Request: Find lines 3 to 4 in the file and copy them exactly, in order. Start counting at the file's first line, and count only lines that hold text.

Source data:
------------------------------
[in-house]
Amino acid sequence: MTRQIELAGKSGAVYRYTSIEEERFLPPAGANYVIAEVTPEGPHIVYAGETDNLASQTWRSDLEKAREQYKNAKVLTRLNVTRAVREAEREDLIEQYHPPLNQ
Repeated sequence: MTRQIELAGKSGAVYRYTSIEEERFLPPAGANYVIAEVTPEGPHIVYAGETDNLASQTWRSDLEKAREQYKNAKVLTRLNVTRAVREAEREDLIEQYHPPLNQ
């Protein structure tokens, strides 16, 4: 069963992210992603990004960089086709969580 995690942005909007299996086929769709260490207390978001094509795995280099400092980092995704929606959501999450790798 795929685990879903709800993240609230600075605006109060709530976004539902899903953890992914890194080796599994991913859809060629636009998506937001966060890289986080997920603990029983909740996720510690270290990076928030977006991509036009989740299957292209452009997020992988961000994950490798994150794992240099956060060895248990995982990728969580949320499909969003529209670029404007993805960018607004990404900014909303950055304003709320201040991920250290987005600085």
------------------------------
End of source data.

Repeated sequence: MTRQIELAGKSGAVYRYTSIEEERFLPPAGANYVIAEVTPEGPHIVYAGETDNLASQTWRSDLEKAREQYKNAKVLTRLNVTRAVREAEREDLIEQYHPPLNQ
């Protein structure tokens, strides 16, 4: 069963992210992603990004960089086709969580 995690942005909007299996086929769709260490207390978001094509795995280099400092980092995704929606959501999450790798 795929685990879903709800993240609230600075605006109060709530976004539902899903953890992914890194080796599994991913859809060629636009998506937001966060890289986080997920603990029983909740996720510690270290990076928030977006991509036009989740299957292209452009997020992988961000994950490798994150794992240099956060060895248990995982990728969580949320499909969003529209670029404007993805960018607004990404900014909303950055304003709320201040991920250290987005600085």